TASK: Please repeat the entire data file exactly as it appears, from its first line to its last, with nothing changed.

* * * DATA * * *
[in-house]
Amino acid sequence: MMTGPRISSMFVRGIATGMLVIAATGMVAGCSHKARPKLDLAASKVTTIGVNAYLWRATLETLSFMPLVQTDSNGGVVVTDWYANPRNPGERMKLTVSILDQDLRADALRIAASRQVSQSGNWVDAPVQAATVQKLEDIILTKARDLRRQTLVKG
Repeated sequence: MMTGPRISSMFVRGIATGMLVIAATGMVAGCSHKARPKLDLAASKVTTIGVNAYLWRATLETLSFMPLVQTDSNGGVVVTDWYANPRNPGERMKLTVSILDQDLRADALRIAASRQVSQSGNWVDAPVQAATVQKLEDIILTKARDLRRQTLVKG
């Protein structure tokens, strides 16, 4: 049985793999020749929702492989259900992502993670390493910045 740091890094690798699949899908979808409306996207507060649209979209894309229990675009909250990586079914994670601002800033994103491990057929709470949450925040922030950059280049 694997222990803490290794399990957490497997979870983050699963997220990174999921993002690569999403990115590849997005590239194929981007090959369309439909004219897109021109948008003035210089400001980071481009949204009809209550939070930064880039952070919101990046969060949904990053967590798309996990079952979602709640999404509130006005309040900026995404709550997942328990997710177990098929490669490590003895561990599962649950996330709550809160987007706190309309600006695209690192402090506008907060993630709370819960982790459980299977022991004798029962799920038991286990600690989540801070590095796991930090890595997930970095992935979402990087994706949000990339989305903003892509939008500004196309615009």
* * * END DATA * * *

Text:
[in-house]
Amino acid sequence: MMTGPRISSMFVRGIATGMLVIAATGMVAGCSHKARPKLDLAASKVTTIGVNAYLWRATLETLSFMPLVQTDSNGGVVVTDWYANPRNPGERMKLTVSILDQDLRADALRIAASRQVSQSGNWVDAPVQAATVQKLEDIILTKARDLRRQTLVKG
Repeated sequence: MMTGPRISSMFVRGIATGMLVIAATGMVAGCSHKARPKLDLAASKVTTIGVNAYLWRATLETLSFMPLVQTDSNGGVVVTDWYANPRNPGERMKLTVSILDQDLRADALRIAASRQVSQSGNWVDAPVQAATVQKLEDIILTKARDLRRQTLVKG
């Protein structure tokens, strides 16, 4: 049985793999020749929702492989259900992502993670390493910045 740091890094690798699949899908979808409306996207507060649209979209894309229990675009909250990586079914994670601002800033994103491990057929709470949450925040922030950059280049 694997222990803490290794399990957490497997979870983050699963997220990174999921993002690569999403990115590849997005590239194929981007090959369309439909004219897109021109948008003035210089400001980071481009949204009809209550939070930064880039952070919101990046969060949904990053967590798309996990079952979602709640999404509130006005309040900026995404709550997942328990997710177990098929490669490590003895561990599962649950996330709550809160987007706190309309600006695209690192402090506008907060993630709370819960982790459980299977022991004798029962799920038991286990600690989540801070590095796991930090890595997930970095992935979402990087994706949000990339989305903003892509939008500004196309615009």